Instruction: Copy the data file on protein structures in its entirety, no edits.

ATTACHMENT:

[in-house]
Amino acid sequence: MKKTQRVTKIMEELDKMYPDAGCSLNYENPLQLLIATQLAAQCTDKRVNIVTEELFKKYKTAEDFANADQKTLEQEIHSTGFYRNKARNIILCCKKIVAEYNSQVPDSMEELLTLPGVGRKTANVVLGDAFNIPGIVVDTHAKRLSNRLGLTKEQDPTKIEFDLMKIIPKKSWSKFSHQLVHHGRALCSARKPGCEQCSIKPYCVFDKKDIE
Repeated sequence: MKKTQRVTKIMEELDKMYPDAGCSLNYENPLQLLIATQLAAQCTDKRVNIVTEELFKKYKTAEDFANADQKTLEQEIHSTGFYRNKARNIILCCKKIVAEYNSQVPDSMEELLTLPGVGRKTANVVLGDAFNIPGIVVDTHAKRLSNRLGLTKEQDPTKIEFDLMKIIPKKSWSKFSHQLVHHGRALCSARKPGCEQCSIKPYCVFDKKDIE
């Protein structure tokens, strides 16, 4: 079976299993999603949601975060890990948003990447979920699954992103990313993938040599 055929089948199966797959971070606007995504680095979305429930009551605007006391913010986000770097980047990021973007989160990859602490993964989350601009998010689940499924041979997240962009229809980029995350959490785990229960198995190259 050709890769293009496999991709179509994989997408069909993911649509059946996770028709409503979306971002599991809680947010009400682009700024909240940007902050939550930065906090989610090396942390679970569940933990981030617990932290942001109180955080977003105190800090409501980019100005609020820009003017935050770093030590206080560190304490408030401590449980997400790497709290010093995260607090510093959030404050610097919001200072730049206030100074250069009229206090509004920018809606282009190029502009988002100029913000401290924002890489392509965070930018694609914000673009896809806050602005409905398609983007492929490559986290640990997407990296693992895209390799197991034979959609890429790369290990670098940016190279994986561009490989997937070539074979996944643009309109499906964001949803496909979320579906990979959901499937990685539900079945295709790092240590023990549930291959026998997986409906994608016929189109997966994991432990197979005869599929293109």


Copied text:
[in-house]
Amino acid sequence: MKKTQRVTKIMEELDKMYPDAGCSLNYENPLQLLIATQLAAQCTDKRVNIVTEELFKKYKTAEDFANADQKTLEQEIHSTGFYRNKARNIILCCKKIVAEYNSQVPDSMEELLTLPGVGRKTANVVLGDAFNIPGIVVDTHAKRLSNRLGLTKEQDPTKIEFDLMKIIPKKSWSKFSHQLVHHGRALCSARKPGCEQCSIKPYCVFDKKDIE
Repeated sequence: MKKTQRVTKIMEELDKMYPDAGCSLNYENPLQLLIATQLAAQCTDKRVNIVTEELFKKYKTAEDFANADQKTLEQEIHSTGFYRNKARNIILCCKKIVAEYNSQVPDSMEELLTLPGVGRKTANVVLGDAFNIPGIVVDTHAKRLSNRLGLTKEQDPTKIEFDLMKIIPKKSWSKFSHQLVHHGRALCSARKPGCEQCSIKPYCVFDKKDIE
């Protein structure tokens, strides 16, 4: 079976299993999603949601975060890990948003990447979920699954992103990313993938040599 055929089948199966797959971070606007995504680095979305429930009551605007006391913010986000770097980047990021973007989160990859602490993964989350601009998010689940499924041979997240962009229809980029995350959490785990229960198995190259 050709890769293009496999991709179509994989997408069909993911649509059946996770028709409503979306971002599991809680947010009400682009700024909240940007902050939550930065906090989610090396942390679970569940933990981030617990932290942001109180955080977003105190800090409501980019100005609020820009003017935050770093030590206080560190304490408030401590449980997400790497709290010093995260607090510093959030404050610097919001200072730049206030100074250069009229206090509004920018809606282009190029502009988002100029913000401290924002890489392509965070930018694609914000673009896809806050602005409905398609983007492929490559986290640990997407990296693992895209390799197991034979959609890429790369290990670098940016190279994986561009490989997937070539074979996944643009309109499906964001949803496909979320579906990979959901499937990685539900079945295709790092240590023990549930291959026998997986409906994608016929189109997966994991432990197979005869599929293109």